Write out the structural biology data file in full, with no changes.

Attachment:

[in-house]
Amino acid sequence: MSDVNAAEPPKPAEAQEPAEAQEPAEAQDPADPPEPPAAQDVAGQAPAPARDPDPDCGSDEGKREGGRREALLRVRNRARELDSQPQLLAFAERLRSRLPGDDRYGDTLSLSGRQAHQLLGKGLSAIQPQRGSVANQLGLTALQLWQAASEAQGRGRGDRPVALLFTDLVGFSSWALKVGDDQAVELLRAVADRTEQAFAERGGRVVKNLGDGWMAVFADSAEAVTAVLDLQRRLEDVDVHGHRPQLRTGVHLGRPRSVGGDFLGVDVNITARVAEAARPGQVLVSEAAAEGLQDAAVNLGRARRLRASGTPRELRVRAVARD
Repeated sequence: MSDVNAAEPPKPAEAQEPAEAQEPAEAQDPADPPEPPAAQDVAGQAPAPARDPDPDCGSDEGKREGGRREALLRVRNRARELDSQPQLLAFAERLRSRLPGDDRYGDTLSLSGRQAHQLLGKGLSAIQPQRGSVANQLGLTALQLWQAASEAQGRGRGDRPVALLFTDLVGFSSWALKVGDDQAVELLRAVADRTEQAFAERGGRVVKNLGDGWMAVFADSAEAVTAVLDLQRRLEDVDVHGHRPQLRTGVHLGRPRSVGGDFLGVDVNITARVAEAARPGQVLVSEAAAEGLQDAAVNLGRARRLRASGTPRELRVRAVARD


[in-house]
Amino acid sequence: MSDVNAAEPPKPAEAQEPAEAQEPAEAQDPADPPEPPAAQDVAGQAPAPARDPDPDCGSDEGKREGGRREALLRVRNRARELDSQPQLLAFAERLRSRLPGDDRYGDTLSLSGRQAHQLLGKGLSAIQPQRGSVANQLGLTALQLWQAASEAQGRGRGDRPVALLFTDLVGFSSWALKVGDDQAVELLRAVADRTEQAFAERGGRVVKNLGDGWMAVFADSAEAVTAVLDLQRRLEDVDVHGHRPQLRTGVHLGRPRSVGGDFLGVDVNITARVAEAARPGQVLVSEAAAEGLQDAAVNLGRARRLRASGTPRELRVRAVARD
Repeated sequence: MSDVNAAEPPKPAEAQEPAEAQEPAEAQDPADPPEPPAAQDVAGQAPAPARDPDPDCGSDEGKREGGRREALLRVRNRARELDSQPQLLAFAERLRSRLPGDDRYGDTLSLSGRQAHQLLGKGLSAIQPQRGSVANQLGLTALQLWQAASEAQGRGRGDRPVALLFTDLVGFSSWALKVGDDQAVELLRAVADRTEQAFAERGGRVVKNLGDGWMAVFADSAEAVTAVLDLQRRLEDVDVHGHRPQLRTGVHLGRPRSVGGDFLGVDVNITARVAEAARPGQVLVSEAAAEGLQDAAVNLGRARRLRASGTPRELRVRAVARD